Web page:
You can still be released under investigation if you are under the age of 18. However, if you are charged with a criminal offence, the law is different. This is because you are considered a minor. When you are under 18, your first hearing will usually be at the youth court. You may also receive a youth sentence, which will be less severe than an adult sentence.
Why is being released under investigation controversial?
Being released under investigation is controversial because there are no time limits or restrictions in place. This leaves suspects unsure of their status. They cannot know whether the case against them will be dropped, or whether charges will be pressed. Instead, they must patiently await the outcome of the police investigation, which could in theory take years.
Ironically, it is for these reasons that bail has been restricted to 28 days. In the past, police could ask suspects released on bail to return to the station on a set date. At this point, their bail could be extended. This could go on indefinitely, putting suspects in a repetitive cycle whereby they had to continuously return to the police station – only to be released on bail once again. This practice came under criticism, as suspects found it was very disruptive, and having to wait for the police investigation to conclude was agonising.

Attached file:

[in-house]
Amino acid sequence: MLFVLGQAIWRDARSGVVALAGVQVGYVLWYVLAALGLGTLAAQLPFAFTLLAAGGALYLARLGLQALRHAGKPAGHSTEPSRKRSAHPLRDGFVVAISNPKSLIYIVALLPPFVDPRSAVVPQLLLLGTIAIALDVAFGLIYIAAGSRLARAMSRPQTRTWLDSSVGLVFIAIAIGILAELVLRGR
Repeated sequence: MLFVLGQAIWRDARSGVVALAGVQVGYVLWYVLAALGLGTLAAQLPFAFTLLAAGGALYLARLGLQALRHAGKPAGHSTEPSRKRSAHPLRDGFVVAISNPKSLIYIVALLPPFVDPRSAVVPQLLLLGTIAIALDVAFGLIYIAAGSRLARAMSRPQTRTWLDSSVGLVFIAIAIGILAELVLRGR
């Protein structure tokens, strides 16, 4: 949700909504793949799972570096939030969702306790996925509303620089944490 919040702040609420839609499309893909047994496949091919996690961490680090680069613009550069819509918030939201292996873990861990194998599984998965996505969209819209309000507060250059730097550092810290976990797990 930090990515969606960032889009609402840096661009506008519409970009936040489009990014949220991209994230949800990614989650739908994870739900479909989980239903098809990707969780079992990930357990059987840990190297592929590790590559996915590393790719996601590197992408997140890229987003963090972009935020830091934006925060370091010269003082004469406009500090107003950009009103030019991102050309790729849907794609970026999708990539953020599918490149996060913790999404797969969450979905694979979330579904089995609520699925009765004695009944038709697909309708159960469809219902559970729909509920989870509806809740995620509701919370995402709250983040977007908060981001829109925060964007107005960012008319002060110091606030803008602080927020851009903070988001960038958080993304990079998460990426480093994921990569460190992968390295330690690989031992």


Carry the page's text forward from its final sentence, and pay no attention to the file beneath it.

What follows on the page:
That is why the law changed in April 2017, restricting bail to 28 days. However, being released under investigation has effectively become the new unconditional bail, as there are no deadlines in force. Additionally, the police cannot assign any conditions to RUI, as they can with bail. This potentially put victims as risk, because the accused can be released under investigation and can freely access their victims.